As cold weather approaches, Maryland State Police are launching a campaign to warn drivers that an unoccupied vehicle with its engine running is an open invitation to car thieves who are prowling neighborhoods, convenience stores, and gas stations, looking for the easy steal.
Troopers across Maryland will be working to educate drivers that leaving a vehicle running, or with the keys in it, are the quickest ways to have it stolen. Leaving a vehicle unoccupied with the engine running is also illegal. Violators fortunate enough to find their vehicle still there when they return, just might find a state trooper waiting to issue a citation that carries a fine of $70 and one point. Maryland motor vehicle law states that before a person driving a motor vehicle may leave it unattended, he or she must stop the engine, lock the ignition, remove the key, and set the parking brake.
Although Maryland law enforcement and citizens working together have driven down vehicle thefts to record lows in recent years, there were still more than 16,000 vehicles stolen in Maryland last year. That works out to a motor vehicle theft occurring every 33 minutes. More than 50 percent of the vehicles stolen were unlocked and more than 30 percent of the stolen vehicles had the keys inside them. Investigators estimate that as many as 4,000 of those vehicles stolen were actually running at the time they were stolen.
Car thieves are like anyone else. They love to find ways to make their job easier. State and local police know that as the weather turns colder, they will take more reports of vehicles stolen while they sat running in front of a house, a convenience store, or a gas station. Owners always report they were just ‘warming up’ their car, or they were only in the convenience store for a few seconds.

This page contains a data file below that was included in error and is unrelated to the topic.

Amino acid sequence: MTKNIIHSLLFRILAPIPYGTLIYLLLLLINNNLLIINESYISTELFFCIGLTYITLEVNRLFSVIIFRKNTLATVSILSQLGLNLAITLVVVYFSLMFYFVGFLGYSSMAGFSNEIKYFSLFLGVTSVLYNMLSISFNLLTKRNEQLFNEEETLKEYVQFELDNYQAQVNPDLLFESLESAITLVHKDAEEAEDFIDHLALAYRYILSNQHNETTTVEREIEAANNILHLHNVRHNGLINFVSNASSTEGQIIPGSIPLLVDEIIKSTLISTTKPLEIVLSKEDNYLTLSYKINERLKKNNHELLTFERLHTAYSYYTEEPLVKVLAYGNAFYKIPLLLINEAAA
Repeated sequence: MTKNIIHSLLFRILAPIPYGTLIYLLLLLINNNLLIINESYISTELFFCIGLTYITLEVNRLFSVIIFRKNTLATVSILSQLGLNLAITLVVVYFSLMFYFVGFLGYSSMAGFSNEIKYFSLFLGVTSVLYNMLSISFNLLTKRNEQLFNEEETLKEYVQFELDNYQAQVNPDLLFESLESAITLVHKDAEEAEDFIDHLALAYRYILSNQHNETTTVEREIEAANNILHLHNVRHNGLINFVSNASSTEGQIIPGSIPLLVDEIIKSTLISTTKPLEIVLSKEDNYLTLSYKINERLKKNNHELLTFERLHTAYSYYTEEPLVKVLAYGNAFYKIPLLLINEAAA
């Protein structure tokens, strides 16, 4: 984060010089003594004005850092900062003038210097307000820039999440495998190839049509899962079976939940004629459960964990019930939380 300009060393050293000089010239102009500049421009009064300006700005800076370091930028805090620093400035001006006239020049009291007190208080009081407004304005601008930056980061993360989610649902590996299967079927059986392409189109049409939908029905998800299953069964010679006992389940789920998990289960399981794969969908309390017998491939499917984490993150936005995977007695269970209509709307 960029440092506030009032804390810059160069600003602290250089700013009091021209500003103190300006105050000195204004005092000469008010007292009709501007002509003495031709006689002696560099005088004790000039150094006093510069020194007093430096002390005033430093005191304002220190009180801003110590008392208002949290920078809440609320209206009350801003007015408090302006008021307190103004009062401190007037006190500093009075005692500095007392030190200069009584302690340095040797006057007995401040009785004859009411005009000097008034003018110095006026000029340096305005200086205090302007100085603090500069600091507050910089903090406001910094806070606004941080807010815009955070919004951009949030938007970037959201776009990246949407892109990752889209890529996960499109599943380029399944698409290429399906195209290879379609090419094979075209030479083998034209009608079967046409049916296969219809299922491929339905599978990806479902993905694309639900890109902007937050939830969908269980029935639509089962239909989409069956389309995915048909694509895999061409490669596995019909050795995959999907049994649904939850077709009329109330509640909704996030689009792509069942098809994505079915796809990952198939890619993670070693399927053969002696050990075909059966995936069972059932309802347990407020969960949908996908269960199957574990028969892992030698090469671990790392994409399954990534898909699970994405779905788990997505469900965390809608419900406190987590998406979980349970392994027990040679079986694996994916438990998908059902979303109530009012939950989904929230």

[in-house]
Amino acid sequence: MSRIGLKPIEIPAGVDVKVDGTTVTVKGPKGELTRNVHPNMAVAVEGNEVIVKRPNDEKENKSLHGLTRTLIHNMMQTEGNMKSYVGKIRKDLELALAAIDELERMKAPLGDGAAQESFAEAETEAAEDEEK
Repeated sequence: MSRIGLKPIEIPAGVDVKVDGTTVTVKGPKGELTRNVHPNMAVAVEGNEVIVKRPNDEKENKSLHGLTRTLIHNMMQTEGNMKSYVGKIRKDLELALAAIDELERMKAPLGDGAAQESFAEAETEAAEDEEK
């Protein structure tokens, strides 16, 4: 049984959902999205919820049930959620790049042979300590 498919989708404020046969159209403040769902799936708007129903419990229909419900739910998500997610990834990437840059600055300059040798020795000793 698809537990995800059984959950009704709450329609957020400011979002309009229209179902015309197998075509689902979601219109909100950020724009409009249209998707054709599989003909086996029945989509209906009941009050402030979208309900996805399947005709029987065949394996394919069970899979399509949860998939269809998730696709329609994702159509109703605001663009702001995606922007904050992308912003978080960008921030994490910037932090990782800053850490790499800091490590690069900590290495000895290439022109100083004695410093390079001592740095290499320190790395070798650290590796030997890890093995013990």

Police have scores of cases involving car thieves cruising neighborhoods early in the morning just looking for the telltale plume of exhaust from an unoccupied vehicle. Other thieves loiter around store parking lots watching for the driver who leaves his or her vehicle running just to keep it warm while they go inside. This especially concerns police when it involves parents who leave their children in cars with the engine running. Car thieves don’t always check to see who is in the back seat before stealing the vehicle.
During the next several months, Maryland state troopers at all 22 barracks will be conducting specific initiatives to locate unoccupied vehicles with the engines running. They will focus on commercial areas and communities, depending on their areas of responsibility and the locations of their highest rates of vehicle thefts.
State Police are reminding drivers that the most important steps to vehicle theft prevention are easy – lock your car and take the key. Additional layers of protection can be added, such as using a mechanical anti-theft device, etching the vehicle identification number onto various locations of the automobile, and investing in a vehicle tracking security system.